JULY 29th 11AM Trinity will offer its monthly healing service during worship followed by healthy coffee hour!
This Sunday will mark the 6th week of our brand new "Worship Together" service! Join us Sundays at 10AM in Charter Hall with a blend of worship, song, large group and small group, American Sign Language, Bible time and prayer time, interactive Bible skits, the occasional puppet, and food!

Thursday, July 19, 2012

Medititation on This Sunday's Gospel

by Kristin Berkey-Abbott

The readings for Sunday, July 22, 2012:

Jeremiah 23:1-6
Psalm 23
Ephesians 2:11-22
Mark 6:30-34, 53-56

The Gospel for this Sunday bookmarks two of Jesus' most famous miracles (but they're left out of the Gospel reading; we've already done them, or we'll do them later): the feeding of the great throng with just five loaves and two fishes, and Jesus walking on the water and calming the storm. As we ponder the Gospel for this week, it's good to remember that Jesus has been busy.

Notice that not even Jesus can stay busy all the time. The first part of the Gospel has Jesus trying to get away to a lonely place, and the last part of the Gospel shows the amazing things that Jesus accomplishes after he prays. These passages give us insight into our own care. Like Jesus and the disciples, many of us are living such busy lives that we don't even have time to eat.

The work of building God's Kingdom in our fallen world will wear us to a husk; it’s true of Christ, and it’s true for us. Notice that in these passages, Jesus doesn't find renewal in the Synagogue--he finds renewal in retreating and praying.

Most of us live such busy lives that we have built no time for retreats. Even on vacation, many of us are still working. We're still plugged in by way of our cell phones and laptops. And most of us don't take vacations with the aim of spiritual renewal, which is a shame. Instead, we spend obscene amounts of money going to theme parks or once-in-a-lifetime destinations--and then we complain that we can't afford a week-end retreat. We don't take working vacations, where we help the poor or clean up the environment. Instead we take vacations that leave us frazzled and exhausted--we come home needing a vacation to recover from our vacation.

Luckily, this Gospel also shows us a simpler way to recharge. It's one that you can do anywhere, at any time. Notice that Jesus prays. I find this interesting, because Jesus is one person we might expect not to pray. After all, isn't he part of a triune God? Is he praying to himself? Why would he need to pray? Isn't God even more intimately connected to him, and therefore more tuned in to what he needs?

Let's leave the Trinitarian questions aside for now. Look again at our objections to Jesus praying and consider your own prayer life, or lack of it. Aren't those the same objections we're most likely to use? Why pray? After all, God should know what we need, so why do we need to check in?

Prayer serves many purposes, but the main purpose is to give us an intimacy with God. Our friendships don't survive long silences. Likewise, our relationship with God thrives when we make time to talk to God.

Some of us aren't good at talking. Some of us feel a bit cowed at the idea of talking to God (some of us can't even talk to our loved ones, so it shouldn't surprise us that we can't talk to God). But you know what to do. Even if you can't use your own words, Jesus has foreseen that possibility and given you words to say: we know these words as the Lord's Prayer.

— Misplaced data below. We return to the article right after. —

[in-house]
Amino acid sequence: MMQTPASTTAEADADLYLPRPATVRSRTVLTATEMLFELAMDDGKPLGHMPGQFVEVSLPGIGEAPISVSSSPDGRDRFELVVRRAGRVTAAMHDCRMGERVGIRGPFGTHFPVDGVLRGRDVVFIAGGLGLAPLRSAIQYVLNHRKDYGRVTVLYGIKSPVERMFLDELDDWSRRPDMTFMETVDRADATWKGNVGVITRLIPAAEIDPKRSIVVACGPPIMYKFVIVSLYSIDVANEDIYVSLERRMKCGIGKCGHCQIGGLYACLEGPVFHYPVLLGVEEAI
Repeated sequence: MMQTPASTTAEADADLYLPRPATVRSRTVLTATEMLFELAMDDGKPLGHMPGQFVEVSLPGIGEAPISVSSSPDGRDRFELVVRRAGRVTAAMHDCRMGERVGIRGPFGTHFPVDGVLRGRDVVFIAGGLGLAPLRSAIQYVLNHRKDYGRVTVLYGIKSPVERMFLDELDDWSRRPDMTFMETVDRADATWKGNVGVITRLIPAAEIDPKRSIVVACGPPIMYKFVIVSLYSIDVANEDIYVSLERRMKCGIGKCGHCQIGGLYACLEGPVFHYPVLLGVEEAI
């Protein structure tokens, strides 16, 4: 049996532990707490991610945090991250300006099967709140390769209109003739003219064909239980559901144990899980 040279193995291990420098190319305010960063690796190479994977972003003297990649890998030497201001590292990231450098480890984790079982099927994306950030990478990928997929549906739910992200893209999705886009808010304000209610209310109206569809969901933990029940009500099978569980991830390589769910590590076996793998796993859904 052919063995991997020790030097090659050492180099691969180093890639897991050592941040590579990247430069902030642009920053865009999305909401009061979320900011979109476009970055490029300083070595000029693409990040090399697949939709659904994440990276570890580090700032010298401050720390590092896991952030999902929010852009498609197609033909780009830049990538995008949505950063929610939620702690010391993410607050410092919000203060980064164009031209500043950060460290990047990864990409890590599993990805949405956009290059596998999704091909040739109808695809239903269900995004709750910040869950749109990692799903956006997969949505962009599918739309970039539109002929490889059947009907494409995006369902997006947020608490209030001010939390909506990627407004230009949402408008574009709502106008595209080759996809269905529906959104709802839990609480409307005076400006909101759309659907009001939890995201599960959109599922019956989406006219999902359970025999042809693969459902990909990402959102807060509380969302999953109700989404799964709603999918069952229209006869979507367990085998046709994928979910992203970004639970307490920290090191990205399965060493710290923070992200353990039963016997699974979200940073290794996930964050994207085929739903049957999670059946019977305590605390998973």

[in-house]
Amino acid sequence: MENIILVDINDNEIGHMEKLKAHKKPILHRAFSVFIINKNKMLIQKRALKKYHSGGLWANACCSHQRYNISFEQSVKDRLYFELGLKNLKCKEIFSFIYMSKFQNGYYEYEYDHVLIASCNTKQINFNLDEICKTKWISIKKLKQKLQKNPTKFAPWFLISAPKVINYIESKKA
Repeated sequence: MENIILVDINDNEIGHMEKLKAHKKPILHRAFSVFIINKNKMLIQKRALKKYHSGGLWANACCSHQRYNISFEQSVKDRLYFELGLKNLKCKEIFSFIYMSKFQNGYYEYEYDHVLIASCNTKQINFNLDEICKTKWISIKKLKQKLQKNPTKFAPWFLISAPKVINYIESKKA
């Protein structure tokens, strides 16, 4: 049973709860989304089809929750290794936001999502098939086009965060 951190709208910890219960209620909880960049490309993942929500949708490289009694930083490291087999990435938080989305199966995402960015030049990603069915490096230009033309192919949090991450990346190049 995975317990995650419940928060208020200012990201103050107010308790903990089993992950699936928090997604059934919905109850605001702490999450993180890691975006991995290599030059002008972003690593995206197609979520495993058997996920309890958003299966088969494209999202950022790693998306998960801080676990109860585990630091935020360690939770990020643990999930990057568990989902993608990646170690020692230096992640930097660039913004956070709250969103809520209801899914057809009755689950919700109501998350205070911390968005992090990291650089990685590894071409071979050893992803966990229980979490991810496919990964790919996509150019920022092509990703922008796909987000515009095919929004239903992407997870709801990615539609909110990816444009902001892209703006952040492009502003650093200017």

One reason Jesus came to us was to model the life we're to emulate. And if Jesus prays, we should take our cue from him. Throughout the Gospels, we see Jesus praying perhaps more than any other spiritual practice we'll called upon to do. We don’t see Jesus tithe, and we rarely see him going to weekly services. Instead, his prayers undergird his spiritual life and make it possible for him to do the works of charity and healing that he does.

The ministry of Jesus has much to teach us, and one of the most important lessons is that we can't take care of others when we're not taking care of ourselves. Jesus prays, Jesus takes retreats, Jesus shares meals with friends--these are the activities that leave him ready to care for the masses.

Our mission is the same as Christ's. Like Jesus, we're surrounded by hordes of hungry people. Broken people need us (and perhaps we feel pursued by them).

Yet we will not be able to complete our mission if we don't practice basic self-care. The message of today's Gospel is that it's O.K. to take time to pray. It's O.K. to retreat. It's O.K. to eat a slow meal with friends.

Not only is it O.K., it's essential. Christ, the incarnation of God on earth, needed to take a break. So do we all.

Tuesday, July 17, 2012

Alathea's Kickstarter Campaign: You Can Help

Many of us have loved the music of the folk music duo Alathea.  They've been at our church several times.  Perhaps you even bought a CD or two.

Now the group is taking advantage of modern technology.  They've launched a Kickstarter campaign to fund their new CD.  It's a much quicker way of raising the needed funds.

You'll find many incentives beyond the CD when you pledge.  Maybe you'd like a jar of blueberry jam?  Maybe you'd like a basket of goodies--there are plenty to choose from.  For the right pledge amount, you could even be part of recording the CD.

Go here to explore your options. But you've only got until 11:22 a.m. on August 16 to pledge.

Wednesday, July 11, 2012

Meditation on This Sunday's Gospel

by Kristin Berkey-Abbott

The readings for Sunday, July 15, 2012:

Amos 7:7-15

Psalm 85:8-13

Ephesians 1:3-14

Mark 6:14-29

The Gospel lessons of both last week and this week should dispel any aspirations of glory and fame that we have as Christians. It's an idea that's almost antithetical in our society.